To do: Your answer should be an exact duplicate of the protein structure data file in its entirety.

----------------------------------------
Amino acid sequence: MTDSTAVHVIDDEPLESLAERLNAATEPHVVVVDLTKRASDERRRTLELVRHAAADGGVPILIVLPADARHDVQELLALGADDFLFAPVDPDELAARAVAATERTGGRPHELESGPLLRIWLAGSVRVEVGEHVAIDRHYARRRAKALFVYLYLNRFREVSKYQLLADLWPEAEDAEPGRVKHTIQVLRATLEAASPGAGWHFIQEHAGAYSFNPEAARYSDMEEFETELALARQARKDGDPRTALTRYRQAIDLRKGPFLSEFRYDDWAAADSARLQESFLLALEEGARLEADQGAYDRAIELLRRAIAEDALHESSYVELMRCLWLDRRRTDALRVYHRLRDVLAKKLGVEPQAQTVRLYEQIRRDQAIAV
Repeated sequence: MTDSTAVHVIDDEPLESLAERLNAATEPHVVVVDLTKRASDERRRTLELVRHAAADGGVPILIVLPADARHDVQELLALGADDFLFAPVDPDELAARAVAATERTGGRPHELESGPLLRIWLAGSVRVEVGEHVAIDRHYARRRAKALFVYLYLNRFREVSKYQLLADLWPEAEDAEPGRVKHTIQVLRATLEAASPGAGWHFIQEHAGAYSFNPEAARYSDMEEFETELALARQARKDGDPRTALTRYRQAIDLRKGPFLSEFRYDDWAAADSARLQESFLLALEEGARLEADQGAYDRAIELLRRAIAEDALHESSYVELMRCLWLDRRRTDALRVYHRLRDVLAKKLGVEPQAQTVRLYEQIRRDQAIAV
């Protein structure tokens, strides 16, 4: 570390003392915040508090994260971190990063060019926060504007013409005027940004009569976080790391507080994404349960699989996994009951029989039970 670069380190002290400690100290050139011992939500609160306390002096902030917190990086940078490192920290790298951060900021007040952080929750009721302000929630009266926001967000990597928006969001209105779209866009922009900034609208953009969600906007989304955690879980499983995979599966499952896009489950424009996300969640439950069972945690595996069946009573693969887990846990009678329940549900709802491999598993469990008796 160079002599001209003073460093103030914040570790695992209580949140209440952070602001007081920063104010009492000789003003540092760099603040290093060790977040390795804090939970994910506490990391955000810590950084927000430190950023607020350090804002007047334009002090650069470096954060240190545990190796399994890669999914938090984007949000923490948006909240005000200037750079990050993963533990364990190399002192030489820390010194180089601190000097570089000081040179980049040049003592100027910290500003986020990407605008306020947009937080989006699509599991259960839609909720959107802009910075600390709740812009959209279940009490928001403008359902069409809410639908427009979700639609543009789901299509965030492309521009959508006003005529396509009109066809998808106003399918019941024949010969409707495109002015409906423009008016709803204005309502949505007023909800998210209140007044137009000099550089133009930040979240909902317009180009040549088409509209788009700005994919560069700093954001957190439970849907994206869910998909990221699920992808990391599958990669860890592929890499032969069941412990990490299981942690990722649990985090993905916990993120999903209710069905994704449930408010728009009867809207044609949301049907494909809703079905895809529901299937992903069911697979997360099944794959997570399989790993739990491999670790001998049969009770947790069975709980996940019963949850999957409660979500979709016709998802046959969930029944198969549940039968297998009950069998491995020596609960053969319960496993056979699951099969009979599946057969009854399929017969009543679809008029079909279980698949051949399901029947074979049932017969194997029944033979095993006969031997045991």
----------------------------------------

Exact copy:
Amino acid sequence: MTDSTAVHVIDDEPLESLAERLNAATEPHVVVVDLTKRASDERRRTLELVRHAAADGGVPILIVLPADARHDVQELLALGADDFLFAPVDPDELAARAVAATERTGGRPHELESGPLLRIWLAGSVRVEVGEHVAIDRHYARRRAKALFVYLYLNRFREVSKYQLLADLWPEAEDAEPGRVKHTIQVLRATLEAASPGAGWHFIQEHAGAYSFNPEAARYSDMEEFETELALARQARKDGDPRTALTRYRQAIDLRKGPFLSEFRYDDWAAADSARLQESFLLALEEGARLEADQGAYDRAIELLRRAIAEDALHESSYVELMRCLWLDRRRTDALRVYHRLRDVLAKKLGVEPQAQTVRLYEQIRRDQAIAV
Repeated sequence: MTDSTAVHVIDDEPLESLAERLNAATEPHVVVVDLTKRASDERRRTLELVRHAAADGGVPILIVLPADARHDVQELLALGADDFLFAPVDPDELAARAVAATERTGGRPHELESGPLLRIWLAGSVRVEVGEHVAIDRHYARRRAKALFVYLYLNRFREVSKYQLLADLWPEAEDAEPGRVKHTIQVLRATLEAASPGAGWHFIQEHAGAYSFNPEAARYSDMEEFETELALARQARKDGDPRTALTRYRQAIDLRKGPFLSEFRYDDWAAADSARLQESFLLALEEGARLEADQGAYDRAIELLRRAIAEDALHESSYVELMRCLWLDRRRTDALRVYHRLRDVLAKKLGVEPQAQTVRLYEQIRRDQAIAV
């Protein structure tokens, strides 16, 4: 570390003392915040508090994260971190990063060019926060504007013409005027940004009569976080790391507080994404349960699989996994009951029989039970 670069380190002290400690100290050139011992939500609160306390002096902030917190990086940078490192920290790298951060900021007040952080929750009721302000929630009266926001967000990597928006969001209105779209866009922009900034609208953009969600906007989304955690879980499983995979599966499952896009489950424009996300969640439950069972945690595996069946009573693969887990846990009678329940549900709802491999598993469990008796 160079002599001209003073460093103030914040570790695992209580949140209440952070602001007081920063104010009492000789003003540092760099603040290093060790977040390795804090939970994910506490990391955000810590950084927000430190950023607020350090804002007047334009002090650069470096954060240190545990190796399994890669999914938090984007949000923490948006909240005000200037750079990050993963533990364990190399002192030489820390010194180089601190000097570089000081040179980049040049003592100027910290500003986020990407605008306020947009937080989006699509599991259960839609909720959107802009910075600390709740812009959209279940009490928001403008359902069409809410639908427009979700639609543009789901299509965030492309521009959508006003005529396509009109066809998808106003399918019941024949010969409707495109002015409906423009008016709803204005309502949505007023909800998210209140007044137009000099550089133009930040979240909902317009180009040549088409509209788009700005994919560069700093954001957190439970849907994206869910998909990221699920992808990391599958990669860890592929890499032969069941412990990490299981942690990722649990985090993905916990993120999903209710069905994704449930408010728009009867809207044609949301049907494909809703079905895809529901299937992903069911697979997360099944794959997570399989790993739990491999670790001998049969009770947790069975709980996940019963949850999957409660979500979709016709998802046959969930029944198969549940039968297998009950069998491995020596609960053969319960496993056979699951099969009979599946057969009854399929017969009543679809008029079909279980698949051949399901029947074979049932017969194997029944033979095993006969031997045991």